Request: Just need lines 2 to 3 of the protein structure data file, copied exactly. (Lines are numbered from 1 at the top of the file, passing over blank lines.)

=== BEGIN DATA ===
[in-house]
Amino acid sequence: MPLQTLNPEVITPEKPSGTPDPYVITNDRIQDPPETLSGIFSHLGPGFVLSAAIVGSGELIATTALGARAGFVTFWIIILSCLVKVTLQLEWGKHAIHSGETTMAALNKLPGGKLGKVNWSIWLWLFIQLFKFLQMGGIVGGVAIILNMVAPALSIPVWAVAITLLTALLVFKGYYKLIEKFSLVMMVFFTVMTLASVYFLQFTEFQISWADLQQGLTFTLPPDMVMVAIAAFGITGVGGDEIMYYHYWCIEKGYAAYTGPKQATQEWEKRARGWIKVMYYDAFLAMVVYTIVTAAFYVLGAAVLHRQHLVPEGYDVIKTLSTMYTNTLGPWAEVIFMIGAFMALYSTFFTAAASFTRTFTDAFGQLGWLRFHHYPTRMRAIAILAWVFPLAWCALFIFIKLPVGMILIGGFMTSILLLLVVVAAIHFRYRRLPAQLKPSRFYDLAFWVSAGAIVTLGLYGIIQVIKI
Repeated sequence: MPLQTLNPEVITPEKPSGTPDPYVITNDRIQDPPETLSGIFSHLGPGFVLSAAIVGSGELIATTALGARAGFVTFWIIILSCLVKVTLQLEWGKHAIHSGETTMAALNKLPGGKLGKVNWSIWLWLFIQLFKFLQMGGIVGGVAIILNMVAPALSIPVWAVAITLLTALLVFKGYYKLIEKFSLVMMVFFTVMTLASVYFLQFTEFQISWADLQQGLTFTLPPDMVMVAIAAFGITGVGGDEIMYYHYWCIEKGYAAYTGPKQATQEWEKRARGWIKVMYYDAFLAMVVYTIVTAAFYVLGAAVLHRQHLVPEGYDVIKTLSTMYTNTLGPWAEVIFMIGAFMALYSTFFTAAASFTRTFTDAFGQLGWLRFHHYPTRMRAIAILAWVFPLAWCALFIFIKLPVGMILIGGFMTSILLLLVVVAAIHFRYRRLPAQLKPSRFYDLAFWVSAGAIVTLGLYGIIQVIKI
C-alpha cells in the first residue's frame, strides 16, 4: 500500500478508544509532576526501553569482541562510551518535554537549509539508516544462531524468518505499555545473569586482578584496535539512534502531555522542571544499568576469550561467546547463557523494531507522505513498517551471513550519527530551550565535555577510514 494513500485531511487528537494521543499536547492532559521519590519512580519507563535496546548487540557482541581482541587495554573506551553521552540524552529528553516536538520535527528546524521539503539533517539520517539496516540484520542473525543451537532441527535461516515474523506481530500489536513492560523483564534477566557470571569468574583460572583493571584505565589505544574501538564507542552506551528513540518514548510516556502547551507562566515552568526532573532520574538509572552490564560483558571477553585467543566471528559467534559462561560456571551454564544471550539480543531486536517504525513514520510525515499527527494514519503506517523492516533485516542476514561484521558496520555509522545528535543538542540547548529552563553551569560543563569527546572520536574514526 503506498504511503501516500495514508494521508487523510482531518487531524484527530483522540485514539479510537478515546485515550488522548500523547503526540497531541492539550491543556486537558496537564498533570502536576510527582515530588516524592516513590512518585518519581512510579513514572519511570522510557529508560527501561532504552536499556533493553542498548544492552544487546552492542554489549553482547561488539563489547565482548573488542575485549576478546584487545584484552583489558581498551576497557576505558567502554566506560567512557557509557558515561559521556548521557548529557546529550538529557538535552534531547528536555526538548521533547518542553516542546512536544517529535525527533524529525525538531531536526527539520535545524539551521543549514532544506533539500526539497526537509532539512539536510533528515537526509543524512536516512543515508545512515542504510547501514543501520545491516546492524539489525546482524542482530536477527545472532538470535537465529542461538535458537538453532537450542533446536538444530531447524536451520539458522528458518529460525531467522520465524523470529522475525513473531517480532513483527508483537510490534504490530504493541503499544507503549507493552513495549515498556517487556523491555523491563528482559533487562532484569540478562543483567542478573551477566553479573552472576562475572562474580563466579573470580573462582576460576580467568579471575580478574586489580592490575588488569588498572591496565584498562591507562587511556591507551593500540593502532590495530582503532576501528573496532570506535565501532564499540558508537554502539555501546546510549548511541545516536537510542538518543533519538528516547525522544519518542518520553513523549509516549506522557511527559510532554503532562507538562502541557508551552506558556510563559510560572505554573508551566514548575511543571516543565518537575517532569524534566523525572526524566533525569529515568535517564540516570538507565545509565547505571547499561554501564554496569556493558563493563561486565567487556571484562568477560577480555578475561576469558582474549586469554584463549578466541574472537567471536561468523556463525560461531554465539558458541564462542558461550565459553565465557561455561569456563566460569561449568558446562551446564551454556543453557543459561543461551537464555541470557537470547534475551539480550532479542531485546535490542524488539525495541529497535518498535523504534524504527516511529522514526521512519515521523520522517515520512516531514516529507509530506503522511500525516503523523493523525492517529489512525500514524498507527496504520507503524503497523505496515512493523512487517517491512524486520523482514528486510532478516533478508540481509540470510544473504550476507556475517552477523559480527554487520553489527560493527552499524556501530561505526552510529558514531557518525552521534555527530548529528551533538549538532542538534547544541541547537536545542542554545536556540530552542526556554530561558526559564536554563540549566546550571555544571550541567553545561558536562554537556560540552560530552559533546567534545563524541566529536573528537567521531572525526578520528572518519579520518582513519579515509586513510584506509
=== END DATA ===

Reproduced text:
Amino acid sequence: MPLQTLNPEVITPEKPSGTPDPYVITNDRIQDPPETLSGIFSHLGPGFVLSAAIVGSGELIATTALGARAGFVTFWIIILSCLVKVTLQLEWGKHAIHSGETTMAALNKLPGGKLGKVNWSIWLWLFIQLFKFLQMGGIVGGVAIILNMVAPALSIPVWAVAITLLTALLVFKGYYKLIEKFSLVMMVFFTVMTLASVYFLQFTEFQISWADLQQGLTFTLPPDMVMVAIAAFGITGVGGDEIMYYHYWCIEKGYAAYTGPKQATQEWEKRARGWIKVMYYDAFLAMVVYTIVTAAFYVLGAAVLHRQHLVPEGYDVIKTLSTMYTNTLGPWAEVIFMIGAFMALYSTFFTAAASFTRTFTDAFGQLGWLRFHHYPTRMRAIAILAWVFPLAWCALFIFIKLPVGMILIGGFMTSILLLLVVVAAIHFRYRRLPAQLKPSRFYDLAFWVSAGAIVTLGLYGIIQVIKI
Repeated sequence: MPLQTLNPEVITPEKPSGTPDPYVITNDRIQDPPETLSGIFSHLGPGFVLSAAIVGSGELIATTALGARAGFVTFWIIILSCLVKVTLQLEWGKHAIHSGETTMAALNKLPGGKLGKVNWSIWLWLFIQLFKFLQMGGIVGGVAIILNMVAPALSIPVWAVAITLLTALLVFKGYYKLIEKFSLVMMVFFTVMTLASVYFLQFTEFQISWADLQQGLTFTLPPDMVMVAIAAFGITGVGGDEIMYYHYWCIEKGYAAYTGPKQATQEWEKRARGWIKVMYYDAFLAMVVYTIVTAAFYVLGAAVLHRQHLVPEGYDVIKTLSTMYTNTLGPWAEVIFMIGAFMALYSTFFTAAASFTRTFTDAFGQLGWLRFHHYPTRMRAIAILAWVFPLAWCALFIFIKLPVGMILIGGFMTSILLLLVVVAAIHFRYRRLPAQLKPSRFYDLAFWVSAGAIVTLGLYGIIQVIKI